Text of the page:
BUSINESS

E-tailing success forces traditional retailers to rethink strategy

The phenomenal clip of growth of the e-tailing sector in India is prompting traditional retailers to rethink their strategy and evolve newer models.

E-commerce and e-tail companies have been very successful, but traditional large-format retailers have been trying to compete by pushing discounts and adopting technologies to enhance the in-store experience of customers. Modern retail penetration in the top seven cities of India stood at 19 per cent in 2014, with brick and mortar modern retail at 17 per cent and e-tail a miniscule two per cent, according to Retailers Association of India (RAI)-Knight Frank India report which estimated that e-tail market spending will grow several-fold from Rs.7,200 crore to Rs. 83,900 crore by 2019. “The role of physical store will continue to evolve into a sleeker, more customised and less transactional model,” Rachna Nath, Retail and Consumer Leader, PwC India, said. “As online shopping continues to grow at the expense of store visits, the premium in the future will be on creating unique, brand-defining store experiences that keep customers coming back for more.”

Success of online marketplaces has put the onus on brick-and-mortar retailers to reinvent their business models. “The current wave of disruption will push stores to reshape not just strategies but also customer orientation,” Kumar Rajagopalan, CEO, RAI, told this correspondent, adding that retailers had accepted the potential of e-commerce and would adapt to it in various ways.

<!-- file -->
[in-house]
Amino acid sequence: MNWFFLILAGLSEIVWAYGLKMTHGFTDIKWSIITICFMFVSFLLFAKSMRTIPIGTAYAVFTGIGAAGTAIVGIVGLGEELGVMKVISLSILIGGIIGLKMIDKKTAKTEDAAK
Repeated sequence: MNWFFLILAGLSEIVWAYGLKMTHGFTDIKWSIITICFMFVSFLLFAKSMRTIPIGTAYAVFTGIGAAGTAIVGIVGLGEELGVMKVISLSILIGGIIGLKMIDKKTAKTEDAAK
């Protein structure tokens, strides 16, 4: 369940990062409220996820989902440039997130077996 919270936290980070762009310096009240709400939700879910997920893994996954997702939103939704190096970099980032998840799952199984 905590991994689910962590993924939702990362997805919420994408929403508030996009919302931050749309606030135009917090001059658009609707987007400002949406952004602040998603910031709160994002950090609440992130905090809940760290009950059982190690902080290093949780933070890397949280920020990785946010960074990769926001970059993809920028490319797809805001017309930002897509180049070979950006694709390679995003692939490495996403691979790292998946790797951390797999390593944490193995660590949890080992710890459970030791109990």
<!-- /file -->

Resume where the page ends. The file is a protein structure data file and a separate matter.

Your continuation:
Multi-channel is the way forward. “E-tailing is both an opportunity and threat for retailers. Customers now expect the anytime-anywhere of online and the touch-and-feel of products, service excellence and the personal touch of retail,” he said.

Retailers seek level-field in budget

Today, traditional retailers feel the need for a level-playing field between them and e-commerce players. Most e-tailers are market places and yet have the benefit of foreign direct investment (FDI), which, retailers feel needs to be clarified.

“FDI in retail has been hotly debated, and India is the only country that distinguishes retail by brands (multi and single brand),” Mr. Rajagopalan said adding that there was a need to create a retail policy “that addresses FDI in such a way that it creates a level-playing field and hopefully, this year’s budget will give a direction for a more healthy internal trade policy.”

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